What are the effects of foreign aid on the perceived legitimacy of recipient states? Different donors adhere to different rules, principles, and operating procedures. The authors theorize that variation in these aid regimes may generate variation in the effects of aid on state legitimacy. To test their theory, they compare aid from the United States to aid from China, its most prominent geopolitical rival. Their research design combines within-country analysis of original surveys, survey experiments, and behavioral games in Liberia with cross-country analysis of existing administrative and Afrobarometer data from six African countries. They exploit multiple proxies for state legitimacy, but focus in particular on tax compliance and morale. Contrary to expectations, the authors find little evidence to suggest that exposure to aid diminishes the legitimacy of African states. If anything, the opposite appears to be true. Their results are consistent across multiple settings, multiple levels of analysis, and multiple measurement and identification strategies, and are unlikely to be artifacts of sample selection, statistical power, or the strength or weakness of particular experimental treatments. The authors conclude that the effects of aid on state legitimacy at the microlevel are largely benign.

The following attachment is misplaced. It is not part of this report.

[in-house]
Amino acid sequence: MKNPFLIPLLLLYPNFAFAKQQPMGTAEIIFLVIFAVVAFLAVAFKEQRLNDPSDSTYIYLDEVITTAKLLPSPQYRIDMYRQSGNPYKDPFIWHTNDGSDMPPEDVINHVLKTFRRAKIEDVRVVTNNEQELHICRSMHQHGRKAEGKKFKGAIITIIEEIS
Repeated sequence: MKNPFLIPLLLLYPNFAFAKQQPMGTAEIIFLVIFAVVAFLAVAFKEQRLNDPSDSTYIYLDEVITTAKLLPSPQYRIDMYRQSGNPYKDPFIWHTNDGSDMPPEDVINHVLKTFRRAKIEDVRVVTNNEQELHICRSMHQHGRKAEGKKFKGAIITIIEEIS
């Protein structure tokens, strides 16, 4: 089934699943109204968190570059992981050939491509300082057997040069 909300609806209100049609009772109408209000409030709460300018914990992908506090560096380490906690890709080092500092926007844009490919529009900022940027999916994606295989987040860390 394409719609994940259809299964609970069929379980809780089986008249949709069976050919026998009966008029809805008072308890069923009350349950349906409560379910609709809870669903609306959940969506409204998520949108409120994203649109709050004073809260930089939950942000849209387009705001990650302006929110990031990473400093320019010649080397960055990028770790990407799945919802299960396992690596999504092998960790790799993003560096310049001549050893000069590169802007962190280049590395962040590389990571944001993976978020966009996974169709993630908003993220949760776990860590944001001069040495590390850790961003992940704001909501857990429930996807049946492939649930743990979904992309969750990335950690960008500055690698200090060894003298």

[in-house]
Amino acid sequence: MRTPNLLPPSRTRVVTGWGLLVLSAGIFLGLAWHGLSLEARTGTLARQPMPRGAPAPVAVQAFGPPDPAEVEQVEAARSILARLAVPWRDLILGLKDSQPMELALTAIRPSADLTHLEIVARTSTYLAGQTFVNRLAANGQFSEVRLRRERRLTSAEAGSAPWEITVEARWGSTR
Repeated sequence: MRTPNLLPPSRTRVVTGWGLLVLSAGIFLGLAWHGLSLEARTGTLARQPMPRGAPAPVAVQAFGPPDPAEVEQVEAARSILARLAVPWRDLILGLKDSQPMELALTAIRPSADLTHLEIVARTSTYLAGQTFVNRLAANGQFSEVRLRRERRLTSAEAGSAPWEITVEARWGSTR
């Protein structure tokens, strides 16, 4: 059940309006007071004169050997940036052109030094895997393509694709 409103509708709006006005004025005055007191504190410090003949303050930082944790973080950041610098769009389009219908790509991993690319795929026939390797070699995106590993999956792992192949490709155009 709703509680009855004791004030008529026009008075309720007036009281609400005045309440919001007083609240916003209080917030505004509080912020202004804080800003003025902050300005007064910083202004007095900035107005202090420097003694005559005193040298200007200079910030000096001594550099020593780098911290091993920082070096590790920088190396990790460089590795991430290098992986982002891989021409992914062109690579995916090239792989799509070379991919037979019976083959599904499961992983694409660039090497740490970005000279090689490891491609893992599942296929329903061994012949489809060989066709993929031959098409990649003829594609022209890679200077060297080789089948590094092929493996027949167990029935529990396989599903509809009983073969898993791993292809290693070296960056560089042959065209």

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pp. 315-357
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